You describe your blog as being “The reality of old age in America, deeply influenced by a Zen cat.” How would you sum up that reality in a few words? I have a very good life with the middle-class affluence of secure pensions, good medical insurance, and a sweet, understanding husband who is a Zen practitioner, too. But even in the best of circumstances, aging isn’t easy. Friends and loved ones die, we get sick and lose abilities.  I try to share my experiences and struggles as an antidote, perhaps, to the fantasies of youth and control that are marketed everywhere, especially to women.

This month at Tricycle our theme is “Aging as a Spiritual Practice.” What’s been your experience with approaching aging as a spiritual practice? Do you find yourself relating to Buddhist teachings differently as you grow older? Aging has demanded constant adjustment to the changing reality of this body. It is a ruthless teacher about impermanence. I’ve found that I often turn to The Five Remembrances. I know them by heart, but still need to convince myself.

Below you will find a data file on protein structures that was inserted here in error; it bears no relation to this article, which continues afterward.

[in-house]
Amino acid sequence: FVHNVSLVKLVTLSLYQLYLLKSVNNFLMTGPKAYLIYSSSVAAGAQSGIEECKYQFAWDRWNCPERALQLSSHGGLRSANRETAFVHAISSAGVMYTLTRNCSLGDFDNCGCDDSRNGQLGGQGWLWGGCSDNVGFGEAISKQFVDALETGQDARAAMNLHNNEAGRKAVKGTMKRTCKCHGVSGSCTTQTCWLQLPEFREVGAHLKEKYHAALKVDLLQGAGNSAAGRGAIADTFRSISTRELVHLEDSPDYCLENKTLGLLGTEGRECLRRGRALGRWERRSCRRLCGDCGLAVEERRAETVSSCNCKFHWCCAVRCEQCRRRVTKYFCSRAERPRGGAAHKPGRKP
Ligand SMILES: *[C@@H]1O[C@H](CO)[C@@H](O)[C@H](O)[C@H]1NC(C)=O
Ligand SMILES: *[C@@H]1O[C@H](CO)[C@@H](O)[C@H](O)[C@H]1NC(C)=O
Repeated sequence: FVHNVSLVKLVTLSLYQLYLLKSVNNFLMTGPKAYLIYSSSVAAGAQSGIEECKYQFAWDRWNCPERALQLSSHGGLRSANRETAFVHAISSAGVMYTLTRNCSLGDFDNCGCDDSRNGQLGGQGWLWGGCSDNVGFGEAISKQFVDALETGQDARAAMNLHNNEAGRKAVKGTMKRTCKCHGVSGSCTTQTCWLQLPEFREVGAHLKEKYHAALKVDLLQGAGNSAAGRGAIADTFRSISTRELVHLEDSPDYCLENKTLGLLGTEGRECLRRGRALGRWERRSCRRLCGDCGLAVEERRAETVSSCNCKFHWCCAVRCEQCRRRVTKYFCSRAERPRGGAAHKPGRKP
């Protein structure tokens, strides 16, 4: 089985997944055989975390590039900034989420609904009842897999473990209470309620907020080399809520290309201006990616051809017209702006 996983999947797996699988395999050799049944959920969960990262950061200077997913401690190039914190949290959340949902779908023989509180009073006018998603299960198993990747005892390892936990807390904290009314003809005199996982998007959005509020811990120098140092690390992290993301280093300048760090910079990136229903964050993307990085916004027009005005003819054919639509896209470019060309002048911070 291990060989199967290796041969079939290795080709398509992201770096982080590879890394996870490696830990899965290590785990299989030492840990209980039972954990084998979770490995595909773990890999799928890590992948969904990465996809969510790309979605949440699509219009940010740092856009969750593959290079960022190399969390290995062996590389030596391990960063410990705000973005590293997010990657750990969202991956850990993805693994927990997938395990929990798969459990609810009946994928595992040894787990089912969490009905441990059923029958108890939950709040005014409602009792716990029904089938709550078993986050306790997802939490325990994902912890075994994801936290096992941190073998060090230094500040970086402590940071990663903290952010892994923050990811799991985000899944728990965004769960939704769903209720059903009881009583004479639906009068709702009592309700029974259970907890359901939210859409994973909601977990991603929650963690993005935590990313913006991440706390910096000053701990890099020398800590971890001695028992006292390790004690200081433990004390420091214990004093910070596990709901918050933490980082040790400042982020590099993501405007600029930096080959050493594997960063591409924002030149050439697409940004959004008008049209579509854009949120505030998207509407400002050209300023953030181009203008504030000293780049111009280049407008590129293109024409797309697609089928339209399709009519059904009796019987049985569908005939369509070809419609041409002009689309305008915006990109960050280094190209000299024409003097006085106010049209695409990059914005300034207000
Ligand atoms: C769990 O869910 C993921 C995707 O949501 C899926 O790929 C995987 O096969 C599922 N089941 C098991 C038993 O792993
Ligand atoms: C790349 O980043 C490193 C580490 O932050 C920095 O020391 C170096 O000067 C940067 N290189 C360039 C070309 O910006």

Every day a good day? Oh, how I work that koan. A recent day: I had an infection that would not respond to oral medication, so a home nurse came at noon to put an IV in me. In four tries, she failed, getting more and more stressed. After much telephoning, they sent me to the hospital to get a PICC installed (a longer, more permanent kind of IV access). Much confusion there for hours. Then the first attempt failed, and it had to be repositioned. We were there till 9:00 at night, a medical mess that did not need to happen. How do you see this as a good day?

I just remember one roommate I had during another hospitalization. She was in the hospital flat on her back with a catheter and a colostomy for two months following a complex illness. She told me she just said to herself, “I’m still alive.” That reminds me that, after all, being alive is precious.

You often write about your pet cats on “Dalai Grandma.” What do you think, do cats have Buddha-nature? I asked Tashi, my cat, to comment on this.  Of course, she said, “Mew.”